While the view of Lower Manhattan from Battello’s dining room is more appealing than ever before, as always, the real eye-grabber is Chef DePersio’s eclectic menu. “I actually decided to completely redo the original menu,” he said. “We didn’t bring back any dishes, except a few signatures like the ricotta gnocchi—but I would say 95 percent of the menu is completely redone. I only have two or three employees from the original kitchen.”
During his time away from Battello, the busy chef who also operates Kitchen Step in Jersey City and Fascino in Montclair, spent some time in his other restaurants and did some traveling. “I was working in a one-star Michelin restaurant in Italy on the Amalfi Coast for two weeks to get some ideas going. When the restaurant was closed, I would go to other restaurants and eat.”
A master of his craft when it comes to creating a well-balanced, multidisciplinary menu, Chef DePersio began working on Battello’s new dinner offerings about a month to a month and a half in advance. “I knew what I wanted to do. I wanted to stay with the structure but I wanted to liven it up. We wanted to come back even better. The very last menu I put out before we closed was one of our best. The only thing I could do is make it even better, and I think I have. Bringing in a new executive chef and chef de cuisine from NYC is helping us as well. I have to develop a menu that I like but also one that meets the standards of all the guests that come here.”
The new menu features all the great things we love about Chef DePersio’s “Italian without borders” philosophy, including six fresh pasta dishes. Two of which I was fortunate enough to sample, the Tagliatelle Verde served with lamb shank ragu, mint, sofrito and piave vecchio, as well as the Smoky Prosciutto Bucatini with crispy pork belly, scallion crema, blistered cherry tomatoes finished with parmesan and black pepper. The result is a tender wonderland of flavors that trumps even the great pasta dishes on Battello’s original menu a couple years back. And of course, anybody who knows Chef DePersio knows how much pride he takes in making fresh pasta.
Seafood appetizers remain a staple at Battello, which are headlined by the savory-meets-sweet Grilled Octopus with crispy potatoes, nduja vinaigrette, charred pineapple and tarragon, and the Big Eye Tuna Crudo with broccoli slaw, grapefruit gel, red olive powder and basil caviar. For entrées, there’s a nice mash-up of land and sea, with a brilliant Sirloin and Short Rib—which is made with breaded potatoes cooked in aged beef fat—cippolini onions and natural juices from the short rib. As always, the highlight of Battello’s seafood (for me) are the scallops. This time, it’s Pan Roasted Day Boat Scallops with Tuscan white bean stew, steamed cockles and quinoa torta—the latter of which, a sort of compacted, crispy quinoa, is a creation DePersio happened upon while at home.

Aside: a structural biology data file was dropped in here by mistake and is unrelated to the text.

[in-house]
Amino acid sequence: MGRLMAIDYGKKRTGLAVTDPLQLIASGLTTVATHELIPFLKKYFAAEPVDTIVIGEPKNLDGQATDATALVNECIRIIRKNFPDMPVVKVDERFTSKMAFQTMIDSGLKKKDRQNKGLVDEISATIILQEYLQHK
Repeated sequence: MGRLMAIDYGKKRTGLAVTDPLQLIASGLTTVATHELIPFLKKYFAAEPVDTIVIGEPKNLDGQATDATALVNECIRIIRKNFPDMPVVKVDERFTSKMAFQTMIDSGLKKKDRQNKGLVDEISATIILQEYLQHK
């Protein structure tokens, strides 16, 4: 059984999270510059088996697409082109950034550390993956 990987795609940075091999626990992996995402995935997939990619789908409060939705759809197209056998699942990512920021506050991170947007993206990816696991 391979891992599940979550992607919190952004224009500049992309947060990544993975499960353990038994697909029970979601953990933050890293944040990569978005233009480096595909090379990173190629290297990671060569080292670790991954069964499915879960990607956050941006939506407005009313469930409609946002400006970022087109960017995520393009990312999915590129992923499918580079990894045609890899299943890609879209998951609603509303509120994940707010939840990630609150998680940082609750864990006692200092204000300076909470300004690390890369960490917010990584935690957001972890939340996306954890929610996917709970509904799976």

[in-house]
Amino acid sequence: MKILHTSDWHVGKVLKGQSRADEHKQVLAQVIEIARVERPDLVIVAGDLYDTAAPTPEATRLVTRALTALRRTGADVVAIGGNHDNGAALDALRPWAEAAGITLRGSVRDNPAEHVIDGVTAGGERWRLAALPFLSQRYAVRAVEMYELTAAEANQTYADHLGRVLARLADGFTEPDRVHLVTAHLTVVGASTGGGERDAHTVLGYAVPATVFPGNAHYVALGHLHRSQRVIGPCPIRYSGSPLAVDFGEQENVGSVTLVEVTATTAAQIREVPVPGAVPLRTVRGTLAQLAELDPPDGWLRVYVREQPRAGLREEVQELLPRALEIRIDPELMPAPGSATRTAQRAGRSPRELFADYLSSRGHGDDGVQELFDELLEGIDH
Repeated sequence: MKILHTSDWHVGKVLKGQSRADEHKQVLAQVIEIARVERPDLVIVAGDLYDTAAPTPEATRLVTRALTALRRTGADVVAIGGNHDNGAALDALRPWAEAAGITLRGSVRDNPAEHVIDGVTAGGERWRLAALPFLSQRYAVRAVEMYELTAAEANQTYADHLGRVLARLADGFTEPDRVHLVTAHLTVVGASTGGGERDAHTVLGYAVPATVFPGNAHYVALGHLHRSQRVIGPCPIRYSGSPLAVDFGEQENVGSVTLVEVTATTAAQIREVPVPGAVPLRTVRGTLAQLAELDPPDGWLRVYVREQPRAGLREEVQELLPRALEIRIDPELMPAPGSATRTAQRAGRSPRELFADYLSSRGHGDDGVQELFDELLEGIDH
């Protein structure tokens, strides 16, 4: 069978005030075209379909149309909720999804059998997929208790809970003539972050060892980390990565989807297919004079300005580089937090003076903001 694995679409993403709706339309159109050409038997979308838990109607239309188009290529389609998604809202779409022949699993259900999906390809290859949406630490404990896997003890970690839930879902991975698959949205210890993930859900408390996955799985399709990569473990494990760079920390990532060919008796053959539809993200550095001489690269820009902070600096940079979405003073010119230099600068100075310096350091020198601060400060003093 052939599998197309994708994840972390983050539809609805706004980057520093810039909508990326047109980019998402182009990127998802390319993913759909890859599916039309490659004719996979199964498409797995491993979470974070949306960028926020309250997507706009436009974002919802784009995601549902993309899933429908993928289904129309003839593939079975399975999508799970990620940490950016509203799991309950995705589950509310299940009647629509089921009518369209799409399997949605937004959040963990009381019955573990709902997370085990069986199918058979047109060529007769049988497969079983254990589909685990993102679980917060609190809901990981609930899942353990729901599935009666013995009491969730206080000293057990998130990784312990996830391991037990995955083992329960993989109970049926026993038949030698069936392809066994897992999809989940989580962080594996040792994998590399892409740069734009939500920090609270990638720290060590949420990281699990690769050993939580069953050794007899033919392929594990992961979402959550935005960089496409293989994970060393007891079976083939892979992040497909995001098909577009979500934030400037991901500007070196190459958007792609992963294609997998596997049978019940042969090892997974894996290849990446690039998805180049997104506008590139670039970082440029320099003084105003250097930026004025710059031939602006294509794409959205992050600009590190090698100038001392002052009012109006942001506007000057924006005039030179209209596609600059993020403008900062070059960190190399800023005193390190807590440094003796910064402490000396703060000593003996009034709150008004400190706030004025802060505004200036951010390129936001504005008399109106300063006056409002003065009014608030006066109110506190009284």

“I walked into my kitchen at home, and there’s this little ball on the kitchen counter on a baking sheet. I grabbed it and took a bite, and I said, ‘What is that, it’s amazing!’ And my wife told me it was a little quinoa cake—eggs, olive oil, roasted garlic, etc. I spruced it up in my own way and we made a mold here.” Ultimately, the dish is a reminder of Chef DePersio’s passion and creative engine, which never seems to stop. Whether he’s spending time in a Michelin starred kitchen in Europe, or at home feeding his daughter, he’s constantly thinking of something truly unique to his experiences.
Chef DePersio has also added a couple of large-format dishes that can accommodate two to three people. The first of which is a 36 oz. bone-in ribeye with a bone marrow bread pudding, broccoli rabe, paprika salsa and bagna cauda butter. The other, more of “a show” as he likes to say, is a 2 ½ lb. grilled lobster served with charred parsnips, Old Bay butter and chicken fried broccoli.
Everything at Battello has pretty much hit the ground running—the staff even half-jokingly admitted that it’s been hard to keep up. As far as weddings go, Brozomati is back into the full swing of things and is booked through to 2020. “We were very fortunate that one of our former clients—someone whose wedding we essentially had to cancel when we closed—hung in there with us,” she said. “We’re super appreciative of them and they are the first official wedding we have in March, but our new bookings start in June—it’s great to be back.”